Hospital discharging patient one day out of ICU

My son was hospitalized with blood
sugar level of over 800. He was placed
in ICU for 2 days them released the
next day. With no prescriptions for any
type of medicine. Just told to make an
appointment with his regular doctor.
Before he could see his doctor. He was
rushed by ambulance to another
hospital. Where he almost went into a
diabetic coma. He was kepted there a
couple of weeks n sent home with
insulin medications. Is the other
hospital responsible for him almost
dying?

Asked on April 22, 2016 under Malpractice Law, Louisiana

Answers:

SJZ, Member, New York Bar / FreeAdvice Contributing Attorney

Answered 4 years ago | Contributor

This may be malpractice: it depends on whether it was negligent, or unreasonably careless, to discharge your son then in that way. (It seems to be so to me; but you will need a medical expert opinion as to the appropriateness or inappropriateness of the treatment before proceeding.) If it was negligent, then it likely was malpractice; if it was malpractice, your son (if he is an adult) or you (if he is a minor) could potentially recover compensation, IF the malpractice caused his later problems, for:
1) Additional medical costs caused by the malpractice--i.e. the out of pocket (not paid by insurance) share of the ambulance, the several additional weeks of care, and the medication;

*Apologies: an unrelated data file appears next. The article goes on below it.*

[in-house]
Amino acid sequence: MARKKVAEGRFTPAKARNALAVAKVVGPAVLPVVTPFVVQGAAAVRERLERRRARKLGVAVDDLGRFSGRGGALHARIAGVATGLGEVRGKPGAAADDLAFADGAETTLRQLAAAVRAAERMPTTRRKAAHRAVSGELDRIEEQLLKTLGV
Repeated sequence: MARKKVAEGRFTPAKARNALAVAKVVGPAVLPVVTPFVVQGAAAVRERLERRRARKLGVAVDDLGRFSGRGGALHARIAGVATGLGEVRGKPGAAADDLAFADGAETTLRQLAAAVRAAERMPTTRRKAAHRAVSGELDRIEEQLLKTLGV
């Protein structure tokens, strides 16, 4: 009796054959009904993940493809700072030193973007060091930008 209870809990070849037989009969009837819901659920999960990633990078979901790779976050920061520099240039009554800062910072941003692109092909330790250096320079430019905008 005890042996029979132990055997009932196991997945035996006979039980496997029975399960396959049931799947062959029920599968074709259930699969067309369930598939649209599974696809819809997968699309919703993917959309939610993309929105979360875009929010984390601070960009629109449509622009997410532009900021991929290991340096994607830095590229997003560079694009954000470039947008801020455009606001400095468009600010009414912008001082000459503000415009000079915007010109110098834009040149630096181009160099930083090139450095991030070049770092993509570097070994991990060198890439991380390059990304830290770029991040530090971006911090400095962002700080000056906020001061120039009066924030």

2) Lost wages, if any;
3) Some amount for "pain and suffering" for several weeks of hospitalization and if there is any lasting impairment or effect.
(You or he can't recover anything for him "almost dying"--the law does not provide compensation for what "could" or "might" have happened, but only for what did occur.)
As noted above, however, not only must the medical care have been negligent or careless in some way, but you need medical testimony or evidence (e.g. the medical expert's learned opinion) that the bad care caused the later problem. If there was no causal link--if your son would have collapsed the same way no matter what--there is no liability, because the negligent care did not cause the consequences your son suffered.
A good way to proceed would be for you and your son to meet with a malpractice attorney; many such lawyers provide a free initial consultation to evaluate a case, and you can ask about that before making an appointment. The lawyer can evaluate the strength of the case (i.e. how likely you would be to win, or at least get a good settlement) and what it might be worth, and then advise you as to how to proceed if you want to go ahead with legal action.


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